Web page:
Must be a liberating feeling! I’m still thinking about the origins of all of this - sleep deprivation after this hectic tour, relationship breaking down while also maturing - I guess this is a long way of asking, you’ve made something so personal that you were even reluctant to show your best mate, had this Keli Holiday solo project been something you’d thought about even before the US tour?
Man, that’s a good question and I actually have never even taken thought to it, so I appreciate you asking that. I guess it was always in me, because anyone that I know and love, and that I've known for that long, as soon as they hear the music, or they've seen the live show, the first thing that a lot of them have said is “this is you”, you know, “this is you and I'm so happy that you're sharing you”. And I guess in that sense, it's always been me, and it's always been in there, but I guess that whole collision of events happening was the catalyst for Keli to be born… and then it made sense to kind of grip and rip and just go for it.
Hell yeah. So you grabbed a coffee and had a chat with Kim, you’re probably like “this is siiicckk!” - what was it like to work together?
I mean, Kim is just a funny, twisted fucker and I think we have a very similar sense of humor. I immediately recognized that when we were walking around The Grounds cafe in Alexandria, which is a very hot tourist spot. It's like families everywhere, and people dressed up as Mickey Mouse and just bizarre sunshine and rainbows, ad Kim was wearing this Metallica Seek and Destroy shirt and just like, making really fucked up jokes, as was I, and immediately I kind of knew like “Oh, man, we're gonna get along - we're either gonna love each other, or we're gonna hate each other”.
And, you know, luckily, it was the former and it works musically, because I'm the type of producer especially or songwriter, anything, when it comes to my music, I'll always kind of be like, “oh yeah, there's that and that” and then, you know, I just kind of throw it all together and I'm like “Yeah, cool… we can fix it up later when it gets down to the mixdown, to the nitty gritty”. But Kim is so meticulous with every single process, every single part of each process along the way, whether we're talking drums, whether we're talking synths, guitars - everything has to match his taste level in his ear. And I think that, that alone, I was just like, “Fuck, this guy's like, he's serious”.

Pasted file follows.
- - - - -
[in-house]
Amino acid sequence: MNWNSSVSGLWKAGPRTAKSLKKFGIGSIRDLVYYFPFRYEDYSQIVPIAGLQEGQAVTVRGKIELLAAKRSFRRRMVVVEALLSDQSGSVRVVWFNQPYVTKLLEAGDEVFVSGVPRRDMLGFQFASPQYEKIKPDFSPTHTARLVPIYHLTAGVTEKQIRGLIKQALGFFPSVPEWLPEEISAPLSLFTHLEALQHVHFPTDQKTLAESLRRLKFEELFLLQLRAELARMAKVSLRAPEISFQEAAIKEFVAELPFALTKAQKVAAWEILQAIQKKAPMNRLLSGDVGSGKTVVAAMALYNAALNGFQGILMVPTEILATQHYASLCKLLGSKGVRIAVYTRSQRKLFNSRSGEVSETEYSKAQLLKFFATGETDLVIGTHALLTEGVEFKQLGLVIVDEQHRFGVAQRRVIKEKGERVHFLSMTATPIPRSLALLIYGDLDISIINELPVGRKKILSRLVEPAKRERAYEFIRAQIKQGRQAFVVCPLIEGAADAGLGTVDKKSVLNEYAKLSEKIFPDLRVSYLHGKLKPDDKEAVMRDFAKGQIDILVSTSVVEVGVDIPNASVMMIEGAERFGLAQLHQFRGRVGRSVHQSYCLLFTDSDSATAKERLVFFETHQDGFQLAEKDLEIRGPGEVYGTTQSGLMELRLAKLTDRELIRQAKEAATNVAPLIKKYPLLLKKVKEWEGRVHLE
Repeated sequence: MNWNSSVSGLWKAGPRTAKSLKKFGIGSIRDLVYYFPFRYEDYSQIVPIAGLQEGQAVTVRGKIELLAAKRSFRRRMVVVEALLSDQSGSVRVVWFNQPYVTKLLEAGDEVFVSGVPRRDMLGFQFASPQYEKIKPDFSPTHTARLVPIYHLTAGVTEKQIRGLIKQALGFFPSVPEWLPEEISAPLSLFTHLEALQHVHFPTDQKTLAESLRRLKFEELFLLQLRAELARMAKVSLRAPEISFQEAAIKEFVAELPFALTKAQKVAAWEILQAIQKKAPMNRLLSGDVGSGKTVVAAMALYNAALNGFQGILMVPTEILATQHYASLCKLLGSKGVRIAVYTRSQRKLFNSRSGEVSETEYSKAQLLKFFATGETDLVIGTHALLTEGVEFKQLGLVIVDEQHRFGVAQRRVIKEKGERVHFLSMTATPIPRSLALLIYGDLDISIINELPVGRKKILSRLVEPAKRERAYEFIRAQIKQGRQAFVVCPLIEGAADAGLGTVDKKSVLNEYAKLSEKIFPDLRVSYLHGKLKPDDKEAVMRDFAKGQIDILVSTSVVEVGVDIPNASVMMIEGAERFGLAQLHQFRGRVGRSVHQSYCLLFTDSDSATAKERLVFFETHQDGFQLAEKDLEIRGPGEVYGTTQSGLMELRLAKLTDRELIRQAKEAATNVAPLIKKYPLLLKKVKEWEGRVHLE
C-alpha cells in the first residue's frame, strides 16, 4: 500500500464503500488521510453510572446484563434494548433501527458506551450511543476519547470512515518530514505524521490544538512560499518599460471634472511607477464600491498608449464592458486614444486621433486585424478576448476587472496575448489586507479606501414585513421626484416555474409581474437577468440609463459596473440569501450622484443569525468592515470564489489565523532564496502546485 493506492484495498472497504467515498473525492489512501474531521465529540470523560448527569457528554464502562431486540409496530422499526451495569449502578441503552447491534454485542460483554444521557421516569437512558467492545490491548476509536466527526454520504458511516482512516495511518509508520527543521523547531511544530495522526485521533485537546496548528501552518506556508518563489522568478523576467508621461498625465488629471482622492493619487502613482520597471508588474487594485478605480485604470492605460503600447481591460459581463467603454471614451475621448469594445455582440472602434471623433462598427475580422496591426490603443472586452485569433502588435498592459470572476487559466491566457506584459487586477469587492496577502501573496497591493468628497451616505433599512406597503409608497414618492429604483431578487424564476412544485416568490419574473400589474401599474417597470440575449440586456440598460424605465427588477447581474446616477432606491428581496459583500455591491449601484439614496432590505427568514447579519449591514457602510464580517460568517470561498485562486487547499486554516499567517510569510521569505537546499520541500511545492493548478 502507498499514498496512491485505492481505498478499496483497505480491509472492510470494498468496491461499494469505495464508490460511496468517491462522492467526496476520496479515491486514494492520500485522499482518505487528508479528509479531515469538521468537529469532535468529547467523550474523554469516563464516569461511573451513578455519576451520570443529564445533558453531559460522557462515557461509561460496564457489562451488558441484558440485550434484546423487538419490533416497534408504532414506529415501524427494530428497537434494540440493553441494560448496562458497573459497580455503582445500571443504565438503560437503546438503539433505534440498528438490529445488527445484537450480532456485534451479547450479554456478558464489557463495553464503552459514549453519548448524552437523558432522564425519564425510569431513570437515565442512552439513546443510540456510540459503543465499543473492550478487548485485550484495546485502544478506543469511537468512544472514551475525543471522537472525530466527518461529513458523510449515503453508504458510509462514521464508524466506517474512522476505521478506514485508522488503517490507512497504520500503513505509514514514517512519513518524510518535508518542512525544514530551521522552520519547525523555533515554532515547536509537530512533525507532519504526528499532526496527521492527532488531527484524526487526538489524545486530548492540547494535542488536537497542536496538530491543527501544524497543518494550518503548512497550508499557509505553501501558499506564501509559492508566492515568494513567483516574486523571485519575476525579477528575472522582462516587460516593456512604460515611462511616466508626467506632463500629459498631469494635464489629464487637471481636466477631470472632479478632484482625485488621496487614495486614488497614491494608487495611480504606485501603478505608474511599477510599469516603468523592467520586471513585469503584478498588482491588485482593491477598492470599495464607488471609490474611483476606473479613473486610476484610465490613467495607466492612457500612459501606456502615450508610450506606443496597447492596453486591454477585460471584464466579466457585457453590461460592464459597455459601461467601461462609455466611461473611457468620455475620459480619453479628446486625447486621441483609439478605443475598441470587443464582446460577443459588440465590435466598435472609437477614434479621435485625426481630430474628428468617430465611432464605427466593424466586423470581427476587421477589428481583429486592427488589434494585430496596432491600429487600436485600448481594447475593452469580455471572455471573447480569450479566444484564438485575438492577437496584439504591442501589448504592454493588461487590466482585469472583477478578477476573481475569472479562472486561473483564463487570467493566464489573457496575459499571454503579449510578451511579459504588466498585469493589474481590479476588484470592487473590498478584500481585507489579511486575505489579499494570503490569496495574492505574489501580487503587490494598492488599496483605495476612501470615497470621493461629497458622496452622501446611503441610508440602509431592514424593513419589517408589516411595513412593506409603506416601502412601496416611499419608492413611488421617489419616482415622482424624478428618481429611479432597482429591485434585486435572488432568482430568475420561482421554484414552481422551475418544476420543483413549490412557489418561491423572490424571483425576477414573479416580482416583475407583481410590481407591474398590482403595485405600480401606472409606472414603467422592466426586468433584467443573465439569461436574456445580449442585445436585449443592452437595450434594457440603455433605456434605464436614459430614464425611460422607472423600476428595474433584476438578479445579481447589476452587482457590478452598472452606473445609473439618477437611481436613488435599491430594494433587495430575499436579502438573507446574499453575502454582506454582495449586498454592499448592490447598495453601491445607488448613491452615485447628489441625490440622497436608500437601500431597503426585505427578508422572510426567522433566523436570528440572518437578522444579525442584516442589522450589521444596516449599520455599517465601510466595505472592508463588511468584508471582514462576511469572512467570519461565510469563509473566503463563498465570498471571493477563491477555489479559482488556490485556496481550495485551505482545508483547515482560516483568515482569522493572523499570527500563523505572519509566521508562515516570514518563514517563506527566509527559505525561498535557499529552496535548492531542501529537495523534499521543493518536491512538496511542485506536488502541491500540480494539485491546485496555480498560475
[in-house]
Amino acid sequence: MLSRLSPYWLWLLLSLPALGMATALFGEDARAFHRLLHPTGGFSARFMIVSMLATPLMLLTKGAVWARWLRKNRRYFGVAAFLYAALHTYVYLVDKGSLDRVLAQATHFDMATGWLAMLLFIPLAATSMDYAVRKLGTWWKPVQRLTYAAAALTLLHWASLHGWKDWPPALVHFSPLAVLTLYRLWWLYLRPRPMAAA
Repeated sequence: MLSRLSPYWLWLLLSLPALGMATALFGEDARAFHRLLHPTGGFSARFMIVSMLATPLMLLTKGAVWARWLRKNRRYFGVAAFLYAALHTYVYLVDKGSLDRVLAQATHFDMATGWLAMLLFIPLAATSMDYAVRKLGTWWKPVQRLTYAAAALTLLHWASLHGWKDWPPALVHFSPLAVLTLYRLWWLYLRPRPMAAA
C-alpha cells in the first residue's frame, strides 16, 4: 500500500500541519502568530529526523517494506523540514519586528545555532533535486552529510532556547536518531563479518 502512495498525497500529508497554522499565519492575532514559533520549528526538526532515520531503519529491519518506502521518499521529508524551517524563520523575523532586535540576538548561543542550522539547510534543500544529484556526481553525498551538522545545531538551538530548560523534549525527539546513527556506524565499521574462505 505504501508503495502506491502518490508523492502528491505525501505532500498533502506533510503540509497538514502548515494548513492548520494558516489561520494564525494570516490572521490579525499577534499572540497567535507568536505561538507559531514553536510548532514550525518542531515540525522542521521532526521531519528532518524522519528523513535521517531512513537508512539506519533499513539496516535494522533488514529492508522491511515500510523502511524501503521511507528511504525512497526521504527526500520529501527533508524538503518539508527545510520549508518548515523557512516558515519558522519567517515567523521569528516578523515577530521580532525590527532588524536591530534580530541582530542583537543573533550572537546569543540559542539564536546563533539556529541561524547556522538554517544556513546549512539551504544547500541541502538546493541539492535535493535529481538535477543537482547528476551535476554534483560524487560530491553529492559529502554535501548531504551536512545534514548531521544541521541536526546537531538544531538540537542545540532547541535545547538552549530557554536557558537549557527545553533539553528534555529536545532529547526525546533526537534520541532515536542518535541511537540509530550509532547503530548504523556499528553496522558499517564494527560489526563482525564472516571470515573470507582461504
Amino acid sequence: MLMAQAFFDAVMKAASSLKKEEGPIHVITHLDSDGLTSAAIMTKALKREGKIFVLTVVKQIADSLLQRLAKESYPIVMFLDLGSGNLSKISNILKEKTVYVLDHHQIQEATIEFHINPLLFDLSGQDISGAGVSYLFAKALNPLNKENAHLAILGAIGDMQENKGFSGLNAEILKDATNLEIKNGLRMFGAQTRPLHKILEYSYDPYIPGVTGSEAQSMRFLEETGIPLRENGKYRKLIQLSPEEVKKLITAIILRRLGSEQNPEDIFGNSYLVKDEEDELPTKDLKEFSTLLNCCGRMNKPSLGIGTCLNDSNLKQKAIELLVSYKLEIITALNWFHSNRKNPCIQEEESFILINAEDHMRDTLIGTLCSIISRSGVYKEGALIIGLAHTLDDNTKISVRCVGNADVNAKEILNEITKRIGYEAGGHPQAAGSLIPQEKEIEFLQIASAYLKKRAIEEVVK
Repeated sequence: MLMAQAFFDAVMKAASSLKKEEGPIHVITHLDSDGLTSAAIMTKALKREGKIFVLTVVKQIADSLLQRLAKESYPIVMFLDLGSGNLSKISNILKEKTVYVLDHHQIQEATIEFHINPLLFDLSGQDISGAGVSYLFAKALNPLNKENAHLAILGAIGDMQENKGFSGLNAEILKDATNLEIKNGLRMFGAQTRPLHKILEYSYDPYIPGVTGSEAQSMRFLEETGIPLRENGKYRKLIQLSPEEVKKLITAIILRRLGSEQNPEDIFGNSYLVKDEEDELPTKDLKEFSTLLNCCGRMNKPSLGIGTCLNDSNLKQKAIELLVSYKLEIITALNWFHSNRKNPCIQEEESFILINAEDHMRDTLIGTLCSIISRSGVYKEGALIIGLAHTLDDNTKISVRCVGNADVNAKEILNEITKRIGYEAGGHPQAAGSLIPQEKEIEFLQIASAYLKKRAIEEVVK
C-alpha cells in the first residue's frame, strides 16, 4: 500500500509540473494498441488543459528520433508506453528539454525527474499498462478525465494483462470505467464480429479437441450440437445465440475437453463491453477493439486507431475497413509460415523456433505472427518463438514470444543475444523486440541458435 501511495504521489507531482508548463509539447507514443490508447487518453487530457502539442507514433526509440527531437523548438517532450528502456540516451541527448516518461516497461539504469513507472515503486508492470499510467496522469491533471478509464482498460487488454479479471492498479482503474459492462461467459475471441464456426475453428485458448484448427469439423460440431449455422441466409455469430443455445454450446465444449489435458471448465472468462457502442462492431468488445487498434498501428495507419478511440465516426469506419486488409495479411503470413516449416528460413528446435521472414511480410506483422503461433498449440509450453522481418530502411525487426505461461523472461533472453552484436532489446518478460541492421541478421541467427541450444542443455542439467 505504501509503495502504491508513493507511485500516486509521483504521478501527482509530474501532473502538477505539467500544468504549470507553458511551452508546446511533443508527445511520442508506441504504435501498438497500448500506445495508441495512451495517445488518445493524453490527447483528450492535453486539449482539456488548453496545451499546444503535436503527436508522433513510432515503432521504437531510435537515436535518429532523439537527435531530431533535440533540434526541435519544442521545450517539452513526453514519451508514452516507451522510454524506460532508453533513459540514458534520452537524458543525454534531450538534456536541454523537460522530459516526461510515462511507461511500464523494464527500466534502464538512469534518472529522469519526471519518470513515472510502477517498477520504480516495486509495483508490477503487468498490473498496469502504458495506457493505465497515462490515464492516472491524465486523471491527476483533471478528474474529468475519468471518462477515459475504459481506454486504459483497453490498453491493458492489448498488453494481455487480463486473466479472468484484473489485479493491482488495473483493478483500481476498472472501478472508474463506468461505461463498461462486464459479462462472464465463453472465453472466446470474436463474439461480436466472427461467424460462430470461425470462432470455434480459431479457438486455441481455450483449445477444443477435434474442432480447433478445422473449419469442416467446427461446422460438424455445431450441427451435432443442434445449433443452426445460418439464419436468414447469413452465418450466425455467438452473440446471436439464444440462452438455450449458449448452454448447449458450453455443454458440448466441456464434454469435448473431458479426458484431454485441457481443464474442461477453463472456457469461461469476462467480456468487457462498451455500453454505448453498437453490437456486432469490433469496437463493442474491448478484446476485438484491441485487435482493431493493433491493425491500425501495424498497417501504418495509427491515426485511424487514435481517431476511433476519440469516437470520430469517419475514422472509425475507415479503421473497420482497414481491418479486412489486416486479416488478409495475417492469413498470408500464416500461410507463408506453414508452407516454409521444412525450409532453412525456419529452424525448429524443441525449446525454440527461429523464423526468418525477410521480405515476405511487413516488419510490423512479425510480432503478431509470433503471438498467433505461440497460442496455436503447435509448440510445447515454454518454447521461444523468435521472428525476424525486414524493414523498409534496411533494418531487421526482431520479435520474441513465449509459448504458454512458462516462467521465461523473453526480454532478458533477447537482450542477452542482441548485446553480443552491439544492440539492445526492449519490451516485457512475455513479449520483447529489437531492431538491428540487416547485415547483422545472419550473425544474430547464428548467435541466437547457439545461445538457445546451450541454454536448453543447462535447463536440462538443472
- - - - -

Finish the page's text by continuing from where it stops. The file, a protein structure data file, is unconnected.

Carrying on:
And for me to be able to sit on the couch, and take the backseat, whilst he's doing the production, is something I've never done before in my entire career. So to be able to do that alone, I just learned so much, but I also was like, “this is a completely different process”, you know? And from that, obviously, it's going to create different sounds and just a different vibe. And I think I wouldn't have done it with anyone else other than Kim. I think it all lined up perfectly and everything fell into place just as it should. And yeah, I couldn't be happier. Kim is just the fucking funniest person on planet Earth.
I love all of that and now I’ve also got Metallica stuck in my head - not a bad thing! You pretty much preempted my question by saying you probably wouldn’t have done this with anyone other than Kim, cos you’ve gone from not wanting to show your best mate Golden Features to letting Kim mix it down while you’re sitting back on the couch - that’s a lot of trust right there?
Dude, 100%, well said, and I think to answer your question, furthermore, your previous question, it's like, I at that point, once I was in Kim’s studio, I surrendered. You know, I was like, “You know what? Boom, here it all is. Whatever you want me to do, I'll do it, I trust you fully. The ball is in your hands now, run for the fucking mountains with it.” And he did, you know, and he would be like, “Alright, no, no, this is shit, redo that” and I'd be like, “Alright, cool”.
So I go in the booth, re-record that. “No, no, these guitars are shit let's like re-record, right now” so everything was just like, there was none of that like “hey, how ya going?” Yeah, like no small talk. It was kind of just like, if we're gonna do this, let's fucking cut all the fat off it, and make it a lean, mean dirty little machine - and that we did.